Take a look at the image below, which is a fairly common scenario for a company; let's call them Contoso. Contoso has multiple offices around the country that all connected to their head office, some with high-speed network connections and others with relatively slow ones. Contoso is planning their Windows Vista rollout which will be driven from their central office, in this example, Madrid. Contoso wants to deploy their Windows Vista image that they created on their MDT server in Madrid but with a lite-touch installation to all their clients nationwide.
The problem they need to solve is one of distributing their image file to all company workstations without saturating the network at the time of deployment. Unfortunately, they do not have the infrastructure of SMS or Systems Center Configuration Manager which would make this problem fairly trivial, so they need to create a solution that will allow them to deploy their image created in Madrid to all clients without using up all available network bandwidth. The biggest problem that they will have with a lite-touch scenario is that all clients will contact the MDT server directly by hostname (as configured in the file bootstrap.ini that MDT created and placed inside the WinPE image file) to download the corporate WIM image which, in Contoso's case, is 6 Gb in size. This will work fine in the Madrid office because the MDT server is there and there is high-speed network connectivity between the server and the workstations. But when Contoso starts the deployment in their office in Bilbao, which only has a 256kb network connection to Madrid, it will almost certainly fail due to network bandwidth/latency issues.
So, how can Contoso deploy their image to their satellite offices without bringing down the network at the same time? (this really does sound like a possible Microsoft MCP question, doesn't it??!!)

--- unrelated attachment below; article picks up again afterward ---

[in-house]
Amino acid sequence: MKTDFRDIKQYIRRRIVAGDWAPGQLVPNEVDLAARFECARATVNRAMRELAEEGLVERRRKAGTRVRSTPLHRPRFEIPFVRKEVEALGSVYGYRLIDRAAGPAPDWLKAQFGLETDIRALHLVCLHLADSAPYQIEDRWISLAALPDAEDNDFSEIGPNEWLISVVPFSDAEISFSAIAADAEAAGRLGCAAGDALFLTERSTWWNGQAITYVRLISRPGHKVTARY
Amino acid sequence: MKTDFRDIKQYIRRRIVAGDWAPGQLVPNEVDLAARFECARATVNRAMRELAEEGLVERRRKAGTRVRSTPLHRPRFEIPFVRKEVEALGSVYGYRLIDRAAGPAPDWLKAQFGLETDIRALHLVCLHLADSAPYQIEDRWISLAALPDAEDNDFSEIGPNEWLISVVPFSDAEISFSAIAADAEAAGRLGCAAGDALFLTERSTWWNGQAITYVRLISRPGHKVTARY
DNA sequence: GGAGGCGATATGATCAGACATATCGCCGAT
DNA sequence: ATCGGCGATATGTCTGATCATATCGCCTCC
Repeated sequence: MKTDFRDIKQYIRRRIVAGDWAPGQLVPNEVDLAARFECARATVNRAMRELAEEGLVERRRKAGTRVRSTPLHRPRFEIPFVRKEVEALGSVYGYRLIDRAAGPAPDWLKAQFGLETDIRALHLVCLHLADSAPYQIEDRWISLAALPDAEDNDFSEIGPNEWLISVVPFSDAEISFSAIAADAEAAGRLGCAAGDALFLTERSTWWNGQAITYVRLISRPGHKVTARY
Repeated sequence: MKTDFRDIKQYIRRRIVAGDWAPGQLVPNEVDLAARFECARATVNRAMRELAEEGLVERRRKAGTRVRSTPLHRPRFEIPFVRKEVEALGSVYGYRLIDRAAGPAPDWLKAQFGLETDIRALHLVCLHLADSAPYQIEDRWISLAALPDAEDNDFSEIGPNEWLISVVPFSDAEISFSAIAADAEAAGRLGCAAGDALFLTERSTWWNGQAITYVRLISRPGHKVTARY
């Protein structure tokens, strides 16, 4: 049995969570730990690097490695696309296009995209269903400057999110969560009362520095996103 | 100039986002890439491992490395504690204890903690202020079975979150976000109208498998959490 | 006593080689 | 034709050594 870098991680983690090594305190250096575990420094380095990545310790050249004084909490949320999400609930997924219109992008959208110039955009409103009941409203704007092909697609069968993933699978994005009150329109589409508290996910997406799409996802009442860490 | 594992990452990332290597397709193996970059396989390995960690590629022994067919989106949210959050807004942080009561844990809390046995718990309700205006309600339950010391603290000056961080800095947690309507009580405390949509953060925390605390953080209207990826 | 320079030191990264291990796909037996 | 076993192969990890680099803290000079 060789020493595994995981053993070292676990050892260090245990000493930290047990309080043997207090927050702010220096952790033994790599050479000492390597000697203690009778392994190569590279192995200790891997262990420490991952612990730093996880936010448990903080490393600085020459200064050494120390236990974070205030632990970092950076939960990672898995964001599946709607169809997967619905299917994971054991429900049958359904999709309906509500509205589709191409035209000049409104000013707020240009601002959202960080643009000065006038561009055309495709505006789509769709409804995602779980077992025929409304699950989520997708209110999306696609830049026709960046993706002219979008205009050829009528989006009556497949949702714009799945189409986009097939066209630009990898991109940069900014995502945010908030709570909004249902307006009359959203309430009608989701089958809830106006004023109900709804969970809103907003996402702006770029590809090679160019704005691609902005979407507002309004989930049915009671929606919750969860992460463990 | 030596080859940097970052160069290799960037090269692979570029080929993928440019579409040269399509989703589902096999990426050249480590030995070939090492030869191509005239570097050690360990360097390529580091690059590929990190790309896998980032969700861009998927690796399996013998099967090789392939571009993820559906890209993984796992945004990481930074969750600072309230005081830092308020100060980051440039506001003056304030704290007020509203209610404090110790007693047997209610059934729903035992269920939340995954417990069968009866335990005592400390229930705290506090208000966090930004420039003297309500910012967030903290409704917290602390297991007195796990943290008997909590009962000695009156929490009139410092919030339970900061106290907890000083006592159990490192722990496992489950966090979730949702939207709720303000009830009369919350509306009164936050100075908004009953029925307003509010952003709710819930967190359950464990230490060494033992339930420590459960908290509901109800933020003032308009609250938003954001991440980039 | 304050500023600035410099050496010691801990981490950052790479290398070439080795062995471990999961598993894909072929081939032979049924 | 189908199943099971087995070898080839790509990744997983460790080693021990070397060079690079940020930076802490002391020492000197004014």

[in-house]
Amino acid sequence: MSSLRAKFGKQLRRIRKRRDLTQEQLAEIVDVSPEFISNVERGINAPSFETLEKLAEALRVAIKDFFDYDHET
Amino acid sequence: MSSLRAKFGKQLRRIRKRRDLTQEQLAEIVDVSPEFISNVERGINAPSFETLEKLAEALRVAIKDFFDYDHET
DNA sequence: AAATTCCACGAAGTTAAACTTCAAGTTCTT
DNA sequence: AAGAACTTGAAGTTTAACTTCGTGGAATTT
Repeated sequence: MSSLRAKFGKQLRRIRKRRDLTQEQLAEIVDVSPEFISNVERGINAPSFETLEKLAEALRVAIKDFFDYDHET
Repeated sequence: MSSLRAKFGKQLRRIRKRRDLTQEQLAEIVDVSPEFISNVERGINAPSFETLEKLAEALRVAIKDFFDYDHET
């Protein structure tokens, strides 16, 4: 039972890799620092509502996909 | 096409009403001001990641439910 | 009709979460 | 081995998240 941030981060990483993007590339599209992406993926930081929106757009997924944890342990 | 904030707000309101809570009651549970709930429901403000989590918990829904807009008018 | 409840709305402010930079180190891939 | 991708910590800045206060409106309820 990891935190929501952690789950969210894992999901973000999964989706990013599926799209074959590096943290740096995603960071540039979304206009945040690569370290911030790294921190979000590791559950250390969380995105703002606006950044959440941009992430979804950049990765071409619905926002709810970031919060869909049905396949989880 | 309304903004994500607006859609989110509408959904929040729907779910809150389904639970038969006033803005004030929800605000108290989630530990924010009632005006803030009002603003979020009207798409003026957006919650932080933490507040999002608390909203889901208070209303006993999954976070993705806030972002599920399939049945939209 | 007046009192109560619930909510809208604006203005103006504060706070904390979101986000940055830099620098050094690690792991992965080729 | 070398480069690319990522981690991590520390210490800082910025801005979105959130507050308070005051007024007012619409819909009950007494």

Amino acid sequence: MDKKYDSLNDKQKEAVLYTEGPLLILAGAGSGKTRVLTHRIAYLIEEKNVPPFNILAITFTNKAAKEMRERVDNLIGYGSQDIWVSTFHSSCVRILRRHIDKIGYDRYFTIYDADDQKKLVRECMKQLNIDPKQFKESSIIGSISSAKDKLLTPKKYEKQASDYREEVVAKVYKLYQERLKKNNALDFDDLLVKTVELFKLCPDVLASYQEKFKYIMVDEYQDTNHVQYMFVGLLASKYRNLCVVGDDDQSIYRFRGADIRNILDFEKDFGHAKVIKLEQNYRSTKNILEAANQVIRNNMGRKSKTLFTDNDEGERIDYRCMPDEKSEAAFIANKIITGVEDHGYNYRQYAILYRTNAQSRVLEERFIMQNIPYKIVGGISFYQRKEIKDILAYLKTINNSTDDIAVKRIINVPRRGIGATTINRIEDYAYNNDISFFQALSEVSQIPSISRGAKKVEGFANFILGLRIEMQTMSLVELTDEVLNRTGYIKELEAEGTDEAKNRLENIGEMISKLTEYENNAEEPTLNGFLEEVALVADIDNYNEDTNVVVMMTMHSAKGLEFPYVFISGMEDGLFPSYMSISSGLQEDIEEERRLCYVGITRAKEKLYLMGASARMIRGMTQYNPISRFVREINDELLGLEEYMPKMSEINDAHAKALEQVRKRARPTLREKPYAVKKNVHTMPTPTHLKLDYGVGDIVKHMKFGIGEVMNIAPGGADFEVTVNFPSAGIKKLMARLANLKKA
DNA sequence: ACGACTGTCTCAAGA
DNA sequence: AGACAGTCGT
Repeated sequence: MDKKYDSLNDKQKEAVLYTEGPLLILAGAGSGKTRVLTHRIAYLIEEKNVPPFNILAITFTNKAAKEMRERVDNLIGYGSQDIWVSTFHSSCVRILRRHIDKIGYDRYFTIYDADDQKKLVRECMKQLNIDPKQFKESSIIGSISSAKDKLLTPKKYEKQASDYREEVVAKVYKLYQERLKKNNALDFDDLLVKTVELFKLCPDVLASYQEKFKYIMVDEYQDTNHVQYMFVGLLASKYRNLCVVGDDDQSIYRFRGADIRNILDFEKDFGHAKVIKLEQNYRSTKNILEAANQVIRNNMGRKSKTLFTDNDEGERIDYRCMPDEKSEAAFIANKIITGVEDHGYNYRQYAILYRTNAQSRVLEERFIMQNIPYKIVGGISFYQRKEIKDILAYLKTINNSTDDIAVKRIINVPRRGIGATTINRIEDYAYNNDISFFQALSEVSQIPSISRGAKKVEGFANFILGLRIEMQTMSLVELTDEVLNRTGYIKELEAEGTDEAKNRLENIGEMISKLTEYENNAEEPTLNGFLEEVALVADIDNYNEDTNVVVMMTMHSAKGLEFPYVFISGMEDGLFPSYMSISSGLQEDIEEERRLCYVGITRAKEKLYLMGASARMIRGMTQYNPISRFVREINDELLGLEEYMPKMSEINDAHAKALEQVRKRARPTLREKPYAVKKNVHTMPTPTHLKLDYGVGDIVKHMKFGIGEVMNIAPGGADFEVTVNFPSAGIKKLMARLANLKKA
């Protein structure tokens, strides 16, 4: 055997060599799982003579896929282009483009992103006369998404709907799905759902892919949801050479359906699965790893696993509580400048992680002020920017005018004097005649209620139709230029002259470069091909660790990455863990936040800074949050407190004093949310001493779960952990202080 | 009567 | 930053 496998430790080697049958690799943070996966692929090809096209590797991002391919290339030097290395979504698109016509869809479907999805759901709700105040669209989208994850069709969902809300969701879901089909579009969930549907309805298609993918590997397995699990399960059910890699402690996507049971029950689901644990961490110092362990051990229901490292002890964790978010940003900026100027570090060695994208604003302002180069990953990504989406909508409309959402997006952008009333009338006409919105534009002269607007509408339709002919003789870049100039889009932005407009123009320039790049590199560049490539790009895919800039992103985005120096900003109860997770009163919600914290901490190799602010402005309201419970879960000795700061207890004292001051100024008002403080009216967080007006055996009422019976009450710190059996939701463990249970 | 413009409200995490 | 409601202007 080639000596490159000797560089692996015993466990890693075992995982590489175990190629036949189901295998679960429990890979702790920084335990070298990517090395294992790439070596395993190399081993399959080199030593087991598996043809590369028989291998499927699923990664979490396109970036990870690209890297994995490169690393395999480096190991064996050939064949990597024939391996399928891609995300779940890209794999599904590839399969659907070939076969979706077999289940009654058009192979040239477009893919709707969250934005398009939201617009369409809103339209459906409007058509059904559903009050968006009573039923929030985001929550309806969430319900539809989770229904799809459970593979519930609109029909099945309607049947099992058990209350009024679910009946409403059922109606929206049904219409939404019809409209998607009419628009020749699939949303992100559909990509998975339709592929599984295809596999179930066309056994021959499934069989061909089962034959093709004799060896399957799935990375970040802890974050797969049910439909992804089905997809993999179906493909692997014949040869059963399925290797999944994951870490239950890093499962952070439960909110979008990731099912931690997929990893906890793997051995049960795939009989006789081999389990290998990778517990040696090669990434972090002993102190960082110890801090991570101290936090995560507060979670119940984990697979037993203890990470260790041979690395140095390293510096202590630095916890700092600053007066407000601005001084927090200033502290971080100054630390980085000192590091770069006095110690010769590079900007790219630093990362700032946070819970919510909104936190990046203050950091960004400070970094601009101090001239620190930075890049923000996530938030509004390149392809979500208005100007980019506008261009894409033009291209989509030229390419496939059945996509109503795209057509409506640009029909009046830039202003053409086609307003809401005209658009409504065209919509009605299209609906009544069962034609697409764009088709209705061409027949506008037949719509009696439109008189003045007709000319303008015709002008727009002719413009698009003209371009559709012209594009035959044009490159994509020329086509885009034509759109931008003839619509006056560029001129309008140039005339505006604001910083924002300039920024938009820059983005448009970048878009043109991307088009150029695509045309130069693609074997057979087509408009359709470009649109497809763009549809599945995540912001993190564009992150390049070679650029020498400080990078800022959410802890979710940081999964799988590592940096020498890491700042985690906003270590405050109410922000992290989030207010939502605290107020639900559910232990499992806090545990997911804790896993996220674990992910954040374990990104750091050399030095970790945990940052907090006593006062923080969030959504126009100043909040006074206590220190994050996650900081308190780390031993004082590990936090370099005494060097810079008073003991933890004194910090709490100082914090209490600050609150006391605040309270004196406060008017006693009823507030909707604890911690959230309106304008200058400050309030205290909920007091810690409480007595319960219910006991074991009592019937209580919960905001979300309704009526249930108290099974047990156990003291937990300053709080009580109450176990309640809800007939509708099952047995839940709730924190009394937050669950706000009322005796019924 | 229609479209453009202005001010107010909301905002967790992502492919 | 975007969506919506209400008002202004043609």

Not too long ago Adam Shepherd wrote a great article about making a BDD server scalable using technologies such as DFS-R and SQL Replication. It really is a good article because I am often asked by clients about this topic, and I have always used Adam's article to show how it can be done. The problem is that some of my clients do not always implement the recommendations in Adam's article as they see it as too complicated, expensive, or do not like the idea of updating the Active Directory schema in order to implement DFS-R.
Well, there is another possibility that exists which would achieve a similar result and does not require any network or schema changes; DNS Round-Robin. Round-Robin requires the installation of no additional servers, no extra hardware, no extra licenses and probably no changes to any infrastructure/configuration; all it needs to work in this scenario is the simple tick of 2 checkboxes (which are pre-selected with the default configuration of DNS) on the DNS server. In the properties of the DNS server, just make sure that the following two options are selected from the "Advanced" tab:
You should also double-check that you have "Strict Name Checking" disabled as well. If it isn't you might find that the remote computer refuses any connection made to it via a DNS alias rather than it's real name. The reason for the error is that an attempt was made to access \\AnAlias\AShare using the DNS A record but the actual hostname of that target was "XYZ", and strict name checking was enabled. See here for more information.